Campus celebration honors veterans

Steve Hill

[media-credit name=”Steve Hill” align=”alignright” width=”400″]Campus celebration honors veterans[/media-credit]
Richard "Wind Feathers" Muniz salutes during the national anthem at the First Annual Veterans Celebration Day and Resource Fair at the Student Center Nov. 2.
The Veterans Celebration Day and Resource Fair was held at the Student Center quad area Nov. 2. “We are honoring and celebrating our veterans here at SJCC one week before the national holiday, which can be emotional time for the vets,” counselor Gary Ledesme said.

This event was a chance for veterans on campus to connect with organizations that provide services for them, and it drew a crowd of roughly 150 students and staff.

“Veterans experience all types of issues like post-traumatic stress syndrome, employment issues, family issues. This event brings a lot of resources (to the campus) … for students to take advantage of,” counselor Lila Chiem said.

The Department of Veteran Affairs for San Jose and Oakland, university veteran affairs offices from DeVry, UC Santa Cruz, CSU East Bay and Golden Gate University, Goodwill and Killed In Action (KIA): American Remembers were some of the groups who participated in the event. There was also a Mobile Vet Center.

“It’s hard to reserve that (the Mobile Vet Center),” Chiem said. “We’re so happy that they are able to be here. They are really a great resource for our vet students.”

The program featured a traditional Lakota veteran honor song by musicians Manuel Ortega, Robert Lonebear and Raymond Fiddler.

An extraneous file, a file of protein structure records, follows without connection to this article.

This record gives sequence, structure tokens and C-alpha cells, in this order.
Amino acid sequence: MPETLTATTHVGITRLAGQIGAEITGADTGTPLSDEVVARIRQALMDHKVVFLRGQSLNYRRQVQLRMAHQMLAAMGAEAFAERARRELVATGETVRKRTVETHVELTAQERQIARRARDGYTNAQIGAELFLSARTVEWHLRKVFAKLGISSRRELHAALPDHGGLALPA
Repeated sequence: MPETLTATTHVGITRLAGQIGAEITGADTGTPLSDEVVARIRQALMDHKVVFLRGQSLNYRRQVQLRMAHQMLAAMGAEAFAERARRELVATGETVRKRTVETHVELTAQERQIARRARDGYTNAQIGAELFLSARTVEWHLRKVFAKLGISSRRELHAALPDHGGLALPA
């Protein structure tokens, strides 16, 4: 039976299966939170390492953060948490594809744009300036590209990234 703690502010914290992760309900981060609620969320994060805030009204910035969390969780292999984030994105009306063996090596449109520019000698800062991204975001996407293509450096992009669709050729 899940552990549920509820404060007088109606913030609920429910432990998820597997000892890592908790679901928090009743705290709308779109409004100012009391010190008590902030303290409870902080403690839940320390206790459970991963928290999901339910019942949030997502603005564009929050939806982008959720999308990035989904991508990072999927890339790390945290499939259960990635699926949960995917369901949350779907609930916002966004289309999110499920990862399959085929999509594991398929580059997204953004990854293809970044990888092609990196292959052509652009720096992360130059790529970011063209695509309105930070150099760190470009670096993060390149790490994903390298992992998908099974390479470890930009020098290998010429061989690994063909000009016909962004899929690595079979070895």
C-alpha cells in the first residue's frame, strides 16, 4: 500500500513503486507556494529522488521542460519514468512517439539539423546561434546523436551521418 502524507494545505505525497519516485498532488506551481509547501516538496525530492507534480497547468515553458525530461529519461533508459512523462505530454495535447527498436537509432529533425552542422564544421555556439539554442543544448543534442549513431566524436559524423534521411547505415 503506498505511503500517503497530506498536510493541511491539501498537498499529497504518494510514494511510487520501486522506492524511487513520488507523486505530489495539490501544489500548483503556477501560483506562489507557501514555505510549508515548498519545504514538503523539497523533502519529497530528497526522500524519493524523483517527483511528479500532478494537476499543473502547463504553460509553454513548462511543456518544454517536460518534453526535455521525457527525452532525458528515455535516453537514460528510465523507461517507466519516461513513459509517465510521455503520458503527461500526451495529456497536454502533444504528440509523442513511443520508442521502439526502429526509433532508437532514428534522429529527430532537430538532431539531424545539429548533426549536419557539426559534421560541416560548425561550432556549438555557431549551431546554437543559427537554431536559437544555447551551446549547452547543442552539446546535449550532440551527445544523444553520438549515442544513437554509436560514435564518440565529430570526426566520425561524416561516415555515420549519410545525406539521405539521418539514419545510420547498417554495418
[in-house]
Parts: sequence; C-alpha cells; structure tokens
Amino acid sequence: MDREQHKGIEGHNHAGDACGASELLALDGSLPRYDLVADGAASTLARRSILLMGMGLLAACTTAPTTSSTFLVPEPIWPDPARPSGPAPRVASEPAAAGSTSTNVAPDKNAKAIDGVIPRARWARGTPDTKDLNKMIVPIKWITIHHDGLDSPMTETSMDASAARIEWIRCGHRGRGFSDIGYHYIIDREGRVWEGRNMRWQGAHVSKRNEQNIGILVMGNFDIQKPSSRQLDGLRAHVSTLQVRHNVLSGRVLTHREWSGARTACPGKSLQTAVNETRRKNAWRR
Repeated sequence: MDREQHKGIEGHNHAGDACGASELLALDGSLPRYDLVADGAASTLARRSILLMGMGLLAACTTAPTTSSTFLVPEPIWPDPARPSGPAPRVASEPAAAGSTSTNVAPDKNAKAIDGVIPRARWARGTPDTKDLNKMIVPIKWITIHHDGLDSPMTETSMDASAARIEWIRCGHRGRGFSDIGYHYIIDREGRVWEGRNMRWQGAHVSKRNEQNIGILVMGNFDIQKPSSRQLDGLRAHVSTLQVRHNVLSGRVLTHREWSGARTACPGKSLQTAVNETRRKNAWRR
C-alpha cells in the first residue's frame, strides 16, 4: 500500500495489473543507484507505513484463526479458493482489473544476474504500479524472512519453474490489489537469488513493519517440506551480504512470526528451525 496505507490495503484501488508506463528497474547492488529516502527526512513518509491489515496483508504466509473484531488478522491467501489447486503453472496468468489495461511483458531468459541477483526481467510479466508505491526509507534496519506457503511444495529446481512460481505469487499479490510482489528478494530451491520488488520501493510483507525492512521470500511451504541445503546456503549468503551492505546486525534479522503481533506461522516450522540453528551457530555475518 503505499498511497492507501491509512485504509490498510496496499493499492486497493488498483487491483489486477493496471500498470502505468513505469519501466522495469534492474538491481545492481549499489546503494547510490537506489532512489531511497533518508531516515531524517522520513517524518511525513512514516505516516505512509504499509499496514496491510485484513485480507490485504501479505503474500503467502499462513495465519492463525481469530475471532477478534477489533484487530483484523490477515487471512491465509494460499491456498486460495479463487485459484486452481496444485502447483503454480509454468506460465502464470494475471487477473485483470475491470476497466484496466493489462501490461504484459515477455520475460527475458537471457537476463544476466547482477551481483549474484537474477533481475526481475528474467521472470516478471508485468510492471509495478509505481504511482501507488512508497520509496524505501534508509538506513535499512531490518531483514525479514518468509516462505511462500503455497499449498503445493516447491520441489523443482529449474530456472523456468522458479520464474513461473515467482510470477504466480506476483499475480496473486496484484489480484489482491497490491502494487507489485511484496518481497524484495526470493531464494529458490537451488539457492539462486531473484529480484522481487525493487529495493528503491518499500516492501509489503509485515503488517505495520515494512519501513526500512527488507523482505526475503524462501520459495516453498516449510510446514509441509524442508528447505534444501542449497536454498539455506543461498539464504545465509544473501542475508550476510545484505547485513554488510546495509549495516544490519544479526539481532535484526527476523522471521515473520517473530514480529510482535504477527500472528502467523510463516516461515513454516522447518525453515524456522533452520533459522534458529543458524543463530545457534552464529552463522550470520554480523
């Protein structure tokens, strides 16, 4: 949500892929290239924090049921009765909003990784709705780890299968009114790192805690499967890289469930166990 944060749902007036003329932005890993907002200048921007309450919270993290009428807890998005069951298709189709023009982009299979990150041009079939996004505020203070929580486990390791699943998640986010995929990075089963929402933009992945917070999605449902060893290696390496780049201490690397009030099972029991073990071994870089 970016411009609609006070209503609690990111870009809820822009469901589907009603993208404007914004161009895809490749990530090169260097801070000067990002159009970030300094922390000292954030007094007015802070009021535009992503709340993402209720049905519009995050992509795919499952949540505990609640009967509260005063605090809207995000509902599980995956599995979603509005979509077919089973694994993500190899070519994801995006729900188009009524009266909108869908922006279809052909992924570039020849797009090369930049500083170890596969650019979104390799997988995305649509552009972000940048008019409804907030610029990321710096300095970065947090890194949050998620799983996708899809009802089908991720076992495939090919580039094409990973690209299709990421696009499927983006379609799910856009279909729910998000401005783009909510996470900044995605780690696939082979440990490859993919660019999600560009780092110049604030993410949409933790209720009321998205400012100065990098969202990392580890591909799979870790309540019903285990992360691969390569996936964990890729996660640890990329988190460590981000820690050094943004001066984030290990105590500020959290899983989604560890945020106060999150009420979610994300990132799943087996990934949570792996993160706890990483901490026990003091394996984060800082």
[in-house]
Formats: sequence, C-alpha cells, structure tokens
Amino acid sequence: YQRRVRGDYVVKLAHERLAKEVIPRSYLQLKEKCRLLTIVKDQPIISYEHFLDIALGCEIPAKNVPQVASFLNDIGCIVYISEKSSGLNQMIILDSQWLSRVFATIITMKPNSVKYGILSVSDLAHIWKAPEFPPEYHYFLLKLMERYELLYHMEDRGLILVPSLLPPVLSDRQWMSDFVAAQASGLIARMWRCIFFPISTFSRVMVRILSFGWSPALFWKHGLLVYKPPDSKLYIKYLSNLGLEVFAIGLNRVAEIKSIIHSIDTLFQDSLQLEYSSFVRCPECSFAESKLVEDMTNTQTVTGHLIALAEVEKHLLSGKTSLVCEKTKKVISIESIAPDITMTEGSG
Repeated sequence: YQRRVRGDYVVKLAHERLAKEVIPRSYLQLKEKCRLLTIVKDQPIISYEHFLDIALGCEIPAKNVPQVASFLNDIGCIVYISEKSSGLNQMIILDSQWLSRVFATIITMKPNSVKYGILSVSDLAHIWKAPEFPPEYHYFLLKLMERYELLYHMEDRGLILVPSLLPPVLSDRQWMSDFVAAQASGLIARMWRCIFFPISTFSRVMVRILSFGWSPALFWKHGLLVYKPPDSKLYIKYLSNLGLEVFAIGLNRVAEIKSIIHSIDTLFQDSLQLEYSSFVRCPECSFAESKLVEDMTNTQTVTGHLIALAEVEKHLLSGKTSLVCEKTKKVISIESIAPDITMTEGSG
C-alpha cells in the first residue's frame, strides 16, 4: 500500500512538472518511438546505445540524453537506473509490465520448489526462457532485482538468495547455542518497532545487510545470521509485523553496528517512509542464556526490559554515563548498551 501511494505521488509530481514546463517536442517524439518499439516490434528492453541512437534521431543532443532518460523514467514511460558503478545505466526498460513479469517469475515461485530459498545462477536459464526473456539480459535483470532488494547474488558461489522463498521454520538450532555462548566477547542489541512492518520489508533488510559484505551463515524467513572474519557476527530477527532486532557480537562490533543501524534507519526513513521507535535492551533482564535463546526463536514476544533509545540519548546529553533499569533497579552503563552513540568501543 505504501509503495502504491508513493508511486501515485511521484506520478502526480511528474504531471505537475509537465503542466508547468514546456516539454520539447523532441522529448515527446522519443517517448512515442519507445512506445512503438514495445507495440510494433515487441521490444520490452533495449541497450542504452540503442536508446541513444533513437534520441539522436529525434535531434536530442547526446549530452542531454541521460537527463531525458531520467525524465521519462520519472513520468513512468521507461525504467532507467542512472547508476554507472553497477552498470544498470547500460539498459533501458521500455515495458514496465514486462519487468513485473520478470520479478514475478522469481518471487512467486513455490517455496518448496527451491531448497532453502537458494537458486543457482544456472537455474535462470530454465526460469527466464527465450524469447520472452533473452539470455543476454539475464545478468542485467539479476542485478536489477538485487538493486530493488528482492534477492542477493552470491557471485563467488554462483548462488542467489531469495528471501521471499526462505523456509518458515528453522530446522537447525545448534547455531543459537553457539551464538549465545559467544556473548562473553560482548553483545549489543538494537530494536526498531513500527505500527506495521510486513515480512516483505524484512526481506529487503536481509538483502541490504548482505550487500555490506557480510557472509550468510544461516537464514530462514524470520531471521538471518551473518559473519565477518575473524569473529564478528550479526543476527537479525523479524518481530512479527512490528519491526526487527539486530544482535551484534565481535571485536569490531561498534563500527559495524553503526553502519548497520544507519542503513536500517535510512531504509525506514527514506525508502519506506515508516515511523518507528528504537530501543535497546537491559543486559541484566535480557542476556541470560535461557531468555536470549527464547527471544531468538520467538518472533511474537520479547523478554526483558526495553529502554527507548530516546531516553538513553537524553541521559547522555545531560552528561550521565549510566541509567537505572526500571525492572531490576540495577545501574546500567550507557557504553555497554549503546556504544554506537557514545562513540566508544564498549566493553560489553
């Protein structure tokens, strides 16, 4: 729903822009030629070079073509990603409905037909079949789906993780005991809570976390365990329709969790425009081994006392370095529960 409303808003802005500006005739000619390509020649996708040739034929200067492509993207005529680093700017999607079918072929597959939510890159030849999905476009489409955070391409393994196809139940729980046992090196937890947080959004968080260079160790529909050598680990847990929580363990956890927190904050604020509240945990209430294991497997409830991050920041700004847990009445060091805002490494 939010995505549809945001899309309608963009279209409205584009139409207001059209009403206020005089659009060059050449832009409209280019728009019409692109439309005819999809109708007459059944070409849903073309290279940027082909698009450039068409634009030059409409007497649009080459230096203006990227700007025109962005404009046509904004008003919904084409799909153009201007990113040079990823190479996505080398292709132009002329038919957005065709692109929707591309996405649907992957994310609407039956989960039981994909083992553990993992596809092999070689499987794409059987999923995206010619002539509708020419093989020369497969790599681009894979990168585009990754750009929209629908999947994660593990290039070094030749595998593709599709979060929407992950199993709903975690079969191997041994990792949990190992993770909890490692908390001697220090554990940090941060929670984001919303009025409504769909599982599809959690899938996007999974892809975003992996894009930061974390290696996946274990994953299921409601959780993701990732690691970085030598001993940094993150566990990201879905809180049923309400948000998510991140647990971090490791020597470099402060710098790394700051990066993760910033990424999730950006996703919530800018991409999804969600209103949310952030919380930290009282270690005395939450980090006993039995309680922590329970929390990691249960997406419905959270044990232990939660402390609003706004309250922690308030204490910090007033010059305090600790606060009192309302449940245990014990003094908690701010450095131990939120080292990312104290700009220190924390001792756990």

As an army veteran and former SJCC student, Fiddler has a history with the campus and he said he was glad there was a resource event geared toward veterans who are attending SJCC.

“I think it’s a great thing. I think it’s a good step in the right direction that we’re working with vets,” Fiddler said.

There are about 250 students who are veterans on campus. Ledesme predicts that number will increase.

“Those who are returning from Iraq at the end of the year, I think it (the number of students) is going to increase to more than 300,” Ledesme said.

He also said that the immediate goal of the campus veterans office is to start a resource office, a dedicated website for veterans, as well as a club so that they can create their own goals and activities that will benefit the students here.

Scott Henderson, who served in the army from 1988 to 2003, an SJCC student and assistant football coach for linebackers, said he would like to see campus veterans program goals reached.

“I’d like to see all the veterans get involved in this club,” Henderson said. “Eventually, I’d like to have the veterans room, kind of like a USO (United Service Organization) that’s specifically for veterans.”

According to the American Foundation for Suicide Prevention website, 20 percent, or 6,900, of all suicides in the United States occur among veterans. Fiddler thinks those numbers could be lower with improved access to programs like the Ethnic/Cultural Commission Advisory Committee.

The ECCAC helps veterans and their families deal with that (mental health issues),” Fiddler said.

Referring to a recent military suicide, Fiddler said this veteran might have pulled through if he had access to help.

“Had he had a little more counseling,” Fiddler said, “a reason to think it wouldn’t last forever, we could have helped him.”